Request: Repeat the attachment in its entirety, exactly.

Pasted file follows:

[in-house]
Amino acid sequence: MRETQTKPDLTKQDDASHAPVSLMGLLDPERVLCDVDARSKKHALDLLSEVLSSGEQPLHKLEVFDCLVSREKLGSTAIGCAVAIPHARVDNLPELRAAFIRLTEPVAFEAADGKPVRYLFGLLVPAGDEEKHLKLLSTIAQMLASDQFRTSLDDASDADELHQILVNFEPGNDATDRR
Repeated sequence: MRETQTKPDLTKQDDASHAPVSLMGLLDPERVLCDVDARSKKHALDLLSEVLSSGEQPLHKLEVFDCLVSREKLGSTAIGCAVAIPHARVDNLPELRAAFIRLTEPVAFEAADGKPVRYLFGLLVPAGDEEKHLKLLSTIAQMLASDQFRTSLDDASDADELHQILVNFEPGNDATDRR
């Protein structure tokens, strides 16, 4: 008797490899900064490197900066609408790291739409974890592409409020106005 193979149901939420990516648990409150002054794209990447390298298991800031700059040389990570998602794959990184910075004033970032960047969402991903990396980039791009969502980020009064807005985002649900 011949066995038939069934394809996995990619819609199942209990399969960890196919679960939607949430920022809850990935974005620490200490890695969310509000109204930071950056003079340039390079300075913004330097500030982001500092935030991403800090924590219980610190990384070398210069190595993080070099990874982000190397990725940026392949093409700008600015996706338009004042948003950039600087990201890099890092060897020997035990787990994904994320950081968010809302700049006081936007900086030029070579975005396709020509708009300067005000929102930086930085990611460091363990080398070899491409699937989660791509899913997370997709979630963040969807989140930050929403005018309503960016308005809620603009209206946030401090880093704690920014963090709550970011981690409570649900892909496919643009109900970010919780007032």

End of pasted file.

[in-house]
Amino acid sequence: MRETQTKPDLTKQDDASHAPVSLMGLLDPERVLCDVDARSKKHALDLLSEVLSSGEQPLHKLEVFDCLVSREKLGSTAIGCAVAIPHARVDNLPELRAAFIRLTEPVAFEAADGKPVRYLFGLLVPAGDEEKHLKLLSTIAQMLASDQFRTSLDDASDADELHQILVNFEPGNDATDRR
Repeated sequence: MRETQTKPDLTKQDDASHAPVSLMGLLDPERVLCDVDARSKKHALDLLSEVLSSGEQPLHKLEVFDCLVSREKLGSTAIGCAVAIPHARVDNLPELRAAFIRLTEPVAFEAADGKPVRYLFGLLVPAGDEEKHLKLLSTIAQMLASDQFRTSLDDASDADELHQILVNFEPGNDATDRR
């Protein structure tokens, strides 16, 4: 008797490899900064490197900066609408790291739409974890592409409020106005 193979149901939420990516648990409150002054794209990447390298298991800031700059040389990570998602794959990184910075004033970032960047969402991903990396980039791009969502980020009064807005985002649900 011949066995038939069934394809996995990619819609199942209990399969960890196919679960939607949430920022809850990935974005620490200490890695969310509000109204930071950056003079340039390079300075913004330097500030982001500092935030991403800090924590219980610190990384070398210069190595993080070099990874982000190397990725940026392949093409700008600015996706338009004042948003950039600087990201890099890092060897020997035990787990994904994320950081968010809302700049006081936007900086030029070579975005396709020509708009300067005000929102930086930085990611460091363990080398070899491409699937989660791509899913997370997709979630963040969807989140930050929403005018309503960016308005809620603009209206946030401090880093704690920014963090709550970011981690409570649900892909496919643009109900970010919780007032």